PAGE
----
Most travelers who fly into Newark Liberty International Airport head straight to New York City or elsewhere on the East Coast, and never give a thought to Newark. Yet Newark, New Jersey's largest city, has emerged in recent years as a place that merits more than a thought. It's worth a visit—at least a short visit—and here's why.
Once a place where the streets emptied after dark, downtown Newark has turned around in dramatic fashion in recent years. Stately old office buildings have been converted to luxury apartments and shopping centers. Downtown restaurants and bars fill nightly with workers from the headquarters offices of Verizon, Prudential Financial and PSE&G, as well as many of the 24,000 students at nearby Rutgers University-Newark and the New Jersey Institute of Technology. Nicknamed “Brick City" for its thick concentration of old brick buildings, downtown Newark is also increasingly being called “the new Brooklyn."
Drawing crowds from throughout northern New Jersey are several downtown Newark arts and entertainment venues. The 2,800-seat New Jersey Performing Arts Center (NJPAC), which opened in 1997, will feature upcoming appearances by Yo-Yo Ma, Ringo Starr and Bill Clinton (talking, not performing). A variety of performances are also scheduled at the 3,500-seat Newark Symphony Hall, the state's oldest entertainment venue (1925) in a neoclassical beauty of a building. And if you prefer museums, the Newark Museum is the state's largest, with especially fine collections of American and Tibetan art, an 83,000-specimen natural-science wing and a planetarium.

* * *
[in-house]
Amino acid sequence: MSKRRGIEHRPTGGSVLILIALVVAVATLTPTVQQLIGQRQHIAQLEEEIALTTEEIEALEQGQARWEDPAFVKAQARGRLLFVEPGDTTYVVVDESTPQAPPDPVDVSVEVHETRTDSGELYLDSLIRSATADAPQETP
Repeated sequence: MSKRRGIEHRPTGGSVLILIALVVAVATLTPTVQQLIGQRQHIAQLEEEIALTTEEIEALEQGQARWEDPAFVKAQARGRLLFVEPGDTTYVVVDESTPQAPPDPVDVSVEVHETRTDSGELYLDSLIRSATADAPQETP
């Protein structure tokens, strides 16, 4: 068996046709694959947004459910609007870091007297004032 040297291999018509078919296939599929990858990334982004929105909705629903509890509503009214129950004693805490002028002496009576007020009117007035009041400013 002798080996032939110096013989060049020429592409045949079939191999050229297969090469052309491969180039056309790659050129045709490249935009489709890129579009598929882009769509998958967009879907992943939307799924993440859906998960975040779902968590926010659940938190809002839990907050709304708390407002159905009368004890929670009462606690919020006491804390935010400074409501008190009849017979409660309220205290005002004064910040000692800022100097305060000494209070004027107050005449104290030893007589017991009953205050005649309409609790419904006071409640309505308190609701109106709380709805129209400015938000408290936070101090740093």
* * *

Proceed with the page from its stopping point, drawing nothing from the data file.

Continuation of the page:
Located between NJPAC and the symphony hall is Newark's largest entertainment venue, the Prudential Center. The 18,000-capacity arena hosts major headliners including Paul McCartney, Roger Waters, Lionel Richie and Queen this summer—and Bruno Mars, Katy Perry and Imagine Dragons in the fall. The Pru will also host the NHL's New Jersey Devils games beginning in October. Among Newark's other major upcoming events are the Lincoln Park Music Festival (July 28-30) and the Newark International Film Festival (Sept. 8-10).
Most tourists who fly into Newark Liberty International Airport to see Manhattan's sights have the Statue of Liberty and Ellis Island near the top of the list. But Lady Liberty is actually best experienced by taking the boat from New Jersey rather than New York City. Parking is plentiful at the terminal in New Jersey's Liberty State Park—a 15-minute drive from Newark Liberty International—and lines at either end of the Ellis Island roundtrip boat ride are shorter compared to the boat ride from Manhattan's Battery Park. Best of all, you don't have to battle Holland Tunnel and Lower Manhattan traffic getting there.
Even if you spend your days in New York City, the smart choice is to spend your nights sleeping in New Jersey. It's quieter there (there's a reason they call NYC the city that never sleeps) and hotel rooms go for a fraction of the price you'd pay in Manhattan. There's a Newark hotel to match every budget and you'll only be sleeping 16 miles from midtown Manhattan—accessible in about 30 to 45 minutes, depending on traffic, by airport shuttle bus, Air Train/Amtrak, taxi or rental car.
If you go
Newark Liberty International Airport is a major United Airlines hub, with hundreds of daily flights connecting cities throughout the U.S. and abroad. Getting through the United terminal (Terminal C) is a pleasant experience with the recent completion of major renovations—automated security lanes that speed travelers through in less time, chef-inspired restaurants and bars, contemporary design features, and boarding gates with iPads that let customers track their flights and order meals. Visit united.com or use the United app to plan your trip to Newark.